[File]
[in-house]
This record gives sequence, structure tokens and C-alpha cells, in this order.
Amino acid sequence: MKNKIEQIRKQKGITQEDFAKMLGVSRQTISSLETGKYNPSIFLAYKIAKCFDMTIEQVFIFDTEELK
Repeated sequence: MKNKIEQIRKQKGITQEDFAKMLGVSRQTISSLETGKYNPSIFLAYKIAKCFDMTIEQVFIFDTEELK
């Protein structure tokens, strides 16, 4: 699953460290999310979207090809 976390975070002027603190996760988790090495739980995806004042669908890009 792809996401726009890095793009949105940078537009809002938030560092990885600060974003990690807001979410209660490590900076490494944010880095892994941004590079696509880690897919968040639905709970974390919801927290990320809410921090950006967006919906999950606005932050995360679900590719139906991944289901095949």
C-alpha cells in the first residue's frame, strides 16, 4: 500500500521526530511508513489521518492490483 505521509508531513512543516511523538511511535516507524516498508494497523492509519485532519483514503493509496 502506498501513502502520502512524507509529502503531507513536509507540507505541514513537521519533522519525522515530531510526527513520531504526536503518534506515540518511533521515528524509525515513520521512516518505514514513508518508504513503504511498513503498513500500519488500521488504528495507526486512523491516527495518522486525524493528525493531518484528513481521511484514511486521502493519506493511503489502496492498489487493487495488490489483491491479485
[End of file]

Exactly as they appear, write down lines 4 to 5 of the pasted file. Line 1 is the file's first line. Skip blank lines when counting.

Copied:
Repeated sequence: MKNKIEQIRKQKGITQEDFAKMLGVSRQTISSLETGKYNPSIFLAYKIAKCFDMTIEQVFIFDTEELK
């Protein structure tokens, strides 16, 4: 699953460290999310979207090809 976390975070002027603190996760988790090495739980995806004042669908890009 792809996401726009890095793009949105940078537009809002938030560092990885600060974003990690807001979410209660490590900076490494944010880095892994941004590079696509880690897919968040639905709970974390919801927290990320809410921090950006967006919906999950606005932050995360679900590719139906991944289901095949």